|Advances in Preference Assessments for Children With Developmental Disabilities|
|Sunday, May 28, 2017|
|8:00 AM–9:50 AM |
|Convention Center Four Seasons Ballroom 1|
|Area: DDA/AUT; Domain: Applied Research|
|Chair: Abby Hodges (Baylor University)|
|Discussant: Matthew T. Brodhead (Michigan State University)|
|CE Instructor: Rachel Scalzo, Ph.D.|
Identification of preferred stimuli is critical for effective intervention programs for individuals with disabilities. Direct preference assessments have been the gold standard for identification of preferred stimuli among individuals not capable of vocally expressing preferences. However, direct preference assessments are mostly commonly implemented to identify preferred tangible stimuli. In this symposium, we will present research regarding the advances in the assessment of preference for social stimuli and other novel stimuli. The first presentation will report results from an examination of preference for social interactions delivered by various social partners. The second presentation will describe the results from a study that evaluated two paired-choice presentation methods, video and picture, to identify preference for social stimuli. The third presentation will summarize the results of a study that examined preference for therapy animals. The final presentation will report the results from an examination of the degree to which video modeling influenced preference for initially low-preferred stimuli. The final discussion will summarize these studies, highlight the applied value of the results, and discuss future research.
|Instruction Level: Basic|
|Keyword(s): preference assessment, social interaction, social reinforcer|
An Examination of Social Preference Across Different Social Partners for Individuals with Disabilities
|RACHELLE HUNTINGTON (University of Washington), Ilene S. Schwartz (University of Washington)|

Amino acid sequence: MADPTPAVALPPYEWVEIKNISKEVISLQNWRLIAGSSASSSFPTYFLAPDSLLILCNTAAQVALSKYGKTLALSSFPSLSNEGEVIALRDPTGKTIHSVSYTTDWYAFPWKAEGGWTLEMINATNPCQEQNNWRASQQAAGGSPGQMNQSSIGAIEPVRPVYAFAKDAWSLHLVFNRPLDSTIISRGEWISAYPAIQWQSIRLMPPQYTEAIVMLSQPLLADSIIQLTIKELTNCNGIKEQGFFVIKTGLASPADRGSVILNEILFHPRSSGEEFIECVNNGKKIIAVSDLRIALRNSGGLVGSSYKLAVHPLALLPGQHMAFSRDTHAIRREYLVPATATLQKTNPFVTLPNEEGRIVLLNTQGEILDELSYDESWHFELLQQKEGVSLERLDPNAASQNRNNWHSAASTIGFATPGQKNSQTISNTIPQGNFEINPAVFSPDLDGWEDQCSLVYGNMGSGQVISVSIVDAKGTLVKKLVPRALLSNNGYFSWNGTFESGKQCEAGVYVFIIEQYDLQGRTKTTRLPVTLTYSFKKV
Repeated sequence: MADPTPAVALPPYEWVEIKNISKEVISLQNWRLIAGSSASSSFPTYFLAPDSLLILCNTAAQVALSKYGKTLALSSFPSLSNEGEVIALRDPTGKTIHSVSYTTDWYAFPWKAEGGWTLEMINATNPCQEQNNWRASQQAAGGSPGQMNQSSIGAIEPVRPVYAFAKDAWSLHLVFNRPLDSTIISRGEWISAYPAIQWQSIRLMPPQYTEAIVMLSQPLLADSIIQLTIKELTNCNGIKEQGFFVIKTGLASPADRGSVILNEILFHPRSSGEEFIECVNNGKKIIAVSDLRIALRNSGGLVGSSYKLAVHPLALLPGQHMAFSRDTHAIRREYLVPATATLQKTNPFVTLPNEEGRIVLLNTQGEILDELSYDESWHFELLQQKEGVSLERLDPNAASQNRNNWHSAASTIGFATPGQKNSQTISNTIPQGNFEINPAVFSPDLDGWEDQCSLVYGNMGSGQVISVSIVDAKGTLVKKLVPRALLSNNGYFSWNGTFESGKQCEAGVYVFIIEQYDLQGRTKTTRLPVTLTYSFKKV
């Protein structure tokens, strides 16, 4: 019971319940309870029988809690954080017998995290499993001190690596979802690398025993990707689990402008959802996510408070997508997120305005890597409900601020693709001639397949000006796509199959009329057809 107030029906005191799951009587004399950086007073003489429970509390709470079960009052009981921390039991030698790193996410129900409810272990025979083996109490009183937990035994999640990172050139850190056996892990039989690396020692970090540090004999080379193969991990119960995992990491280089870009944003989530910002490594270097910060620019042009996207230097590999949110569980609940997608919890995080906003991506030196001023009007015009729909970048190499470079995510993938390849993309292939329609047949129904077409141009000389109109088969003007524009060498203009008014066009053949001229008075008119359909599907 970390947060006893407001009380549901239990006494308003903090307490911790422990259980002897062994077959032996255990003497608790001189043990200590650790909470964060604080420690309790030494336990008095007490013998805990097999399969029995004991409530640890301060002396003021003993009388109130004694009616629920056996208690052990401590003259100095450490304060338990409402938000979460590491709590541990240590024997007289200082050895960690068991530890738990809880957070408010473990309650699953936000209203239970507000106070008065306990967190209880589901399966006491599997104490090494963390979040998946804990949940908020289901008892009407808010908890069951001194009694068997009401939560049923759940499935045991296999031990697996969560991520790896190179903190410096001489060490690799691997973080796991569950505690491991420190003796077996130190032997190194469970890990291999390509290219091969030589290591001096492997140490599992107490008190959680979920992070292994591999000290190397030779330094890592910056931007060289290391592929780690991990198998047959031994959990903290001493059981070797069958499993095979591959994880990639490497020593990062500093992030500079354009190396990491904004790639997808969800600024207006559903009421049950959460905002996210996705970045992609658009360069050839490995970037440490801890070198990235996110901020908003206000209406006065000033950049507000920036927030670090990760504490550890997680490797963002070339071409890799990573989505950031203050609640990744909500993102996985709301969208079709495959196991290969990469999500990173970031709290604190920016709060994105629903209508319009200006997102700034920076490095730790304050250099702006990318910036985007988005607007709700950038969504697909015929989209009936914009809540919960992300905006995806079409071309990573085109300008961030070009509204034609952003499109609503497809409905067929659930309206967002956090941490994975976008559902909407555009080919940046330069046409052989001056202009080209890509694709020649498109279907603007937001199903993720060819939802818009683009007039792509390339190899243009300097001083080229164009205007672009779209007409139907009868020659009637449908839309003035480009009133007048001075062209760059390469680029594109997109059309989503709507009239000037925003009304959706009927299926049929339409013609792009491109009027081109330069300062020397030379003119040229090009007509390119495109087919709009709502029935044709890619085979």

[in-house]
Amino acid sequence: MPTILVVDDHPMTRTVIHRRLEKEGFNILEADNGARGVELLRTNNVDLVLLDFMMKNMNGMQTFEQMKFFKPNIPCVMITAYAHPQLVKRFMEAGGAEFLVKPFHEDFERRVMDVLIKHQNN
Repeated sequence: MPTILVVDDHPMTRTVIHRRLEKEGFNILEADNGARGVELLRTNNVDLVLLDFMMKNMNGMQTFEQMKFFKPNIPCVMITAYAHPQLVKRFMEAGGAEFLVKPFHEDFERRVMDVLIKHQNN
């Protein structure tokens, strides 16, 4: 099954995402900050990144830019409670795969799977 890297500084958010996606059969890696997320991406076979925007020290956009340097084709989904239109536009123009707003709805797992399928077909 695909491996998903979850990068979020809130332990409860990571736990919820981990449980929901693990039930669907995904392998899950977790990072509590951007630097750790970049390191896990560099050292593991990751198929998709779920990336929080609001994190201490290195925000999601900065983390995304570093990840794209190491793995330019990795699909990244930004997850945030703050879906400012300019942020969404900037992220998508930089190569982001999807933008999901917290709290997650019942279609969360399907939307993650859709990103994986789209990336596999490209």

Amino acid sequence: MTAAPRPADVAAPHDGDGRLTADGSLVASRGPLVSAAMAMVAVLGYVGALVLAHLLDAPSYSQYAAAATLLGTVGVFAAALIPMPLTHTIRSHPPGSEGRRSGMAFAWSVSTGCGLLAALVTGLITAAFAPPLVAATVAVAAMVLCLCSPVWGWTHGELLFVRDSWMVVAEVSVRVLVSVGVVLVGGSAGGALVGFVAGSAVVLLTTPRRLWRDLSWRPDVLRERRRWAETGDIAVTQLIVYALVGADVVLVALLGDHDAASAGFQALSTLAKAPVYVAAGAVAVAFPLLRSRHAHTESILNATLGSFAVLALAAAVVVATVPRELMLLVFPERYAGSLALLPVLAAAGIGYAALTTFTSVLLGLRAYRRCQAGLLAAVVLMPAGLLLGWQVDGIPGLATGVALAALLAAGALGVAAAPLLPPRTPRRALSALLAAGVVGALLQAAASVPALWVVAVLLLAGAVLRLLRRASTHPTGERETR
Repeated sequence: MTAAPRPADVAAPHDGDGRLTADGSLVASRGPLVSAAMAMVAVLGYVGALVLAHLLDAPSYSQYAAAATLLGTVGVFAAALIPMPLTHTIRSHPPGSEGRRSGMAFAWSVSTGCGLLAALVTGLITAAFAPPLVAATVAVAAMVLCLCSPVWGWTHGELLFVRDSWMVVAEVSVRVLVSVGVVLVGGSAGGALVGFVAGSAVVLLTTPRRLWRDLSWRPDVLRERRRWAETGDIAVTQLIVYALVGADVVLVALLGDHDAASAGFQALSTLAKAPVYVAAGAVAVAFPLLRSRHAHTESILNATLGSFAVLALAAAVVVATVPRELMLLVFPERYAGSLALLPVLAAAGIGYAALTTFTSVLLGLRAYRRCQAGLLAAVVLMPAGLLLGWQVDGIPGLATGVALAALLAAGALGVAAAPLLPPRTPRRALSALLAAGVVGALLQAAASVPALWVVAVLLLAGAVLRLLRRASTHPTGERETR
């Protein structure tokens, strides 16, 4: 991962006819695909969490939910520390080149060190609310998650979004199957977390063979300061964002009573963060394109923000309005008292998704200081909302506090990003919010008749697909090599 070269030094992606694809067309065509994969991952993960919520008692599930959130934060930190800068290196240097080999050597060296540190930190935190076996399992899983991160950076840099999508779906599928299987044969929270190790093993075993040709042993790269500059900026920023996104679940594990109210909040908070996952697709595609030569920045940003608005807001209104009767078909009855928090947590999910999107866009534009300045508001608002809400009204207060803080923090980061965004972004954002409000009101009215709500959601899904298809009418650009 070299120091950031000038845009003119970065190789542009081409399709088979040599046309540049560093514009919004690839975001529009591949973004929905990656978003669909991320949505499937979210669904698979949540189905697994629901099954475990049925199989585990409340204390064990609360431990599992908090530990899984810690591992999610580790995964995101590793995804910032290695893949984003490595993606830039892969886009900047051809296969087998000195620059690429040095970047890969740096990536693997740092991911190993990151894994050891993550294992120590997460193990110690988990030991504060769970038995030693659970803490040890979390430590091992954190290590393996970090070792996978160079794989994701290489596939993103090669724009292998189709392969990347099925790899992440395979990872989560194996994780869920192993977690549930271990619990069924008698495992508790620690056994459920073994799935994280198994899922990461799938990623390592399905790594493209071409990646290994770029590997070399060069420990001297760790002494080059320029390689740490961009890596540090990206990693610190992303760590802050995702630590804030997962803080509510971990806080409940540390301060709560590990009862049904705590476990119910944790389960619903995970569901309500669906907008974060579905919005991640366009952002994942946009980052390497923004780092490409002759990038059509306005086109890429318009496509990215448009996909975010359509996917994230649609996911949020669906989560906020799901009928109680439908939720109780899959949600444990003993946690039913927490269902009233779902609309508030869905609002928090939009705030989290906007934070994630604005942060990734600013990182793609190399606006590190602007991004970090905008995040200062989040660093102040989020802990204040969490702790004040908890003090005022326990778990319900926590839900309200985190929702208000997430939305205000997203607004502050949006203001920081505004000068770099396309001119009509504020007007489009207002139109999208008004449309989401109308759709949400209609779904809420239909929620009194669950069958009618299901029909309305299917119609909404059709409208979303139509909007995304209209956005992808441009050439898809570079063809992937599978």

Few studies to date have examined variations in preference that could arise when identical preference assessments are administered by unique social partners (Clay et al., 2012; Rapp, 2005). This study examines the contextual sensitivity and validity of social preference assessment results when the relationship of the participant with the assessor or "social partner" is varied. Three identical, forced choice (Fisher, et al., 1992) social preference assessments were conducted across three different social partners for a young adult man with Autism. Assessments were conducted with his mother, a regular staff member, and an unknown researcher. Results from the three preference assessments showed that he preferred unique social activities with his mother, the most familiar social partner, and different activities with the staff member and unknown researcher. Results from a follow-up reinforcer assessment showed that when social activities were contingently offered and compared, the participant had higher rates of responding when the uniquely selected social activity was delivered by the corresponding social partner. These results suggest that preference for social activities could vary based on the social partner delivering them. Implications for the validity of social preference assessments when administered by an individual who will not be delivering the social reinforcers and the strength of identified social reinforcers across different social partners.
|Comparison of Video and Pictorial Preference Assessments for Social Interactions|
|SUPRIYA RADHAKRISHNAN (Baylor University), Tonya Nichole Davis (Baylor University), Lauren Uptegrove (Baylor University), Abby Hodges (Baylor University), Regan Weston (Baylor University), Stephanie Gerow (Baylor University)|